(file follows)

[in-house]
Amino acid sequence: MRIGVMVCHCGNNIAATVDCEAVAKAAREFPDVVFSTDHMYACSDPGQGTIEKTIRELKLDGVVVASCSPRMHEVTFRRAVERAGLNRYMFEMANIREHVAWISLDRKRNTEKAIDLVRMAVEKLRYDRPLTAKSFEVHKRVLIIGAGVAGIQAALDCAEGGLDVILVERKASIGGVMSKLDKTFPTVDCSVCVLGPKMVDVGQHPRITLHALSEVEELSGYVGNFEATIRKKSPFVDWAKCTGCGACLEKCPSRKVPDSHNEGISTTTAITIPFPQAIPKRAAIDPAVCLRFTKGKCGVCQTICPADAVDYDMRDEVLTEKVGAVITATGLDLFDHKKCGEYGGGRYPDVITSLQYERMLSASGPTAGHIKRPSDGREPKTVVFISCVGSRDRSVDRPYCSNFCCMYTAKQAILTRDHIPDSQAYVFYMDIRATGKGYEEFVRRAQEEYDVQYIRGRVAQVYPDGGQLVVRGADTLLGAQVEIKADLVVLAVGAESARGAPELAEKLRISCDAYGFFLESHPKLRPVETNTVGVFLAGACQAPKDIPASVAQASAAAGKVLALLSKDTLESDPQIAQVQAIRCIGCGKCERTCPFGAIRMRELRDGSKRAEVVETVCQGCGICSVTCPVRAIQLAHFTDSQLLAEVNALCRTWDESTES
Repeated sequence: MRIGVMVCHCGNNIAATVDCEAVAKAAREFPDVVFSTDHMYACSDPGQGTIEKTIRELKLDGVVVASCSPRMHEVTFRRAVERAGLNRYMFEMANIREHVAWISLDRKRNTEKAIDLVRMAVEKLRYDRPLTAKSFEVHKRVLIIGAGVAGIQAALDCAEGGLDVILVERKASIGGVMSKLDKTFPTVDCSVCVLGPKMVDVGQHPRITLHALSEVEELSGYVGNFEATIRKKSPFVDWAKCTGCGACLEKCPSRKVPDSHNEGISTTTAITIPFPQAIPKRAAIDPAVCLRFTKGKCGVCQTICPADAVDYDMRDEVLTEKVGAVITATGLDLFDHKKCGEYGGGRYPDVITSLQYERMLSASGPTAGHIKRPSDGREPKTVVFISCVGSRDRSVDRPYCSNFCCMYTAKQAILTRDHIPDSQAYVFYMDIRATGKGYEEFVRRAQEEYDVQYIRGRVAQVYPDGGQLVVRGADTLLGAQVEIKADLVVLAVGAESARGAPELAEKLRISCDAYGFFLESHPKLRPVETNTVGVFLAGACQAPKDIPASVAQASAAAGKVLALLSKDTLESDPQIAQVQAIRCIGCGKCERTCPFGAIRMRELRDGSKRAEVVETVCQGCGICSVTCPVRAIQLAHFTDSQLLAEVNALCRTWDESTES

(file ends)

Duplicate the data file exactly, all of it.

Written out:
[in-house]
Amino acid sequence: MRIGVMVCHCGNNIAATVDCEAVAKAAREFPDVVFSTDHMYACSDPGQGTIEKTIRELKLDGVVVASCSPRMHEVTFRRAVERAGLNRYMFEMANIREHVAWISLDRKRNTEKAIDLVRMAVEKLRYDRPLTAKSFEVHKRVLIIGAGVAGIQAALDCAEGGLDVILVERKASIGGVMSKLDKTFPTVDCSVCVLGPKMVDVGQHPRITLHALSEVEELSGYVGNFEATIRKKSPFVDWAKCTGCGACLEKCPSRKVPDSHNEGISTTTAITIPFPQAIPKRAAIDPAVCLRFTKGKCGVCQTICPADAVDYDMRDEVLTEKVGAVITATGLDLFDHKKCGEYGGGRYPDVITSLQYERMLSASGPTAGHIKRPSDGREPKTVVFISCVGSRDRSVDRPYCSNFCCMYTAKQAILTRDHIPDSQAYVFYMDIRATGKGYEEFVRRAQEEYDVQYIRGRVAQVYPDGGQLVVRGADTLLGAQVEIKADLVVLAVGAESARGAPELAEKLRISCDAYGFFLESHPKLRPVETNTVGVFLAGACQAPKDIPASVAQASAAAGKVLALLSKDTLESDPQIAQVQAIRCIGCGKCERTCPFGAIRMRELRDGSKRAEVVETVCQGCGICSVTCPVRAIQLAHFTDSQLLAEVNALCRTWDESTES
Repeated sequence: MRIGVMVCHCGNNIAATVDCEAVAKAAREFPDVVFSTDHMYACSDPGQGTIEKTIRELKLDGVVVASCSPRMHEVTFRRAVERAGLNRYMFEMANIREHVAWISLDRKRNTEKAIDLVRMAVEKLRYDRPLTAKSFEVHKRVLIIGAGVAGIQAALDCAEGGLDVILVERKASIGGVMSKLDKTFPTVDCSVCVLGPKMVDVGQHPRITLHALSEVEELSGYVGNFEATIRKKSPFVDWAKCTGCGACLEKCPSRKVPDSHNEGISTTTAITIPFPQAIPKRAAIDPAVCLRFTKGKCGVCQTICPADAVDYDMRDEVLTEKVGAVITATGLDLFDHKKCGEYGGGRYPDVITSLQYERMLSASGPTAGHIKRPSDGREPKTVVFISCVGSRDRSVDRPYCSNFCCMYTAKQAILTRDHIPDSQAYVFYMDIRATGKGYEEFVRRAQEEYDVQYIRGRVAQVYPDGGQLVVRGADTLLGAQVEIKADLVVLAVGAESARGAPELAEKLRISCDAYGFFLESHPKLRPVETNTVGVFLAGACQAPKDIPASVAQASAAAGKVLALLSKDTLESDPQIAQVQAIRCIGCGKCERTCPFGAIRMRELRDGSKRAEVVETVCQGCGICSVTCPVRAIQLAHFTDSQLLAEVNALCRTWDESTES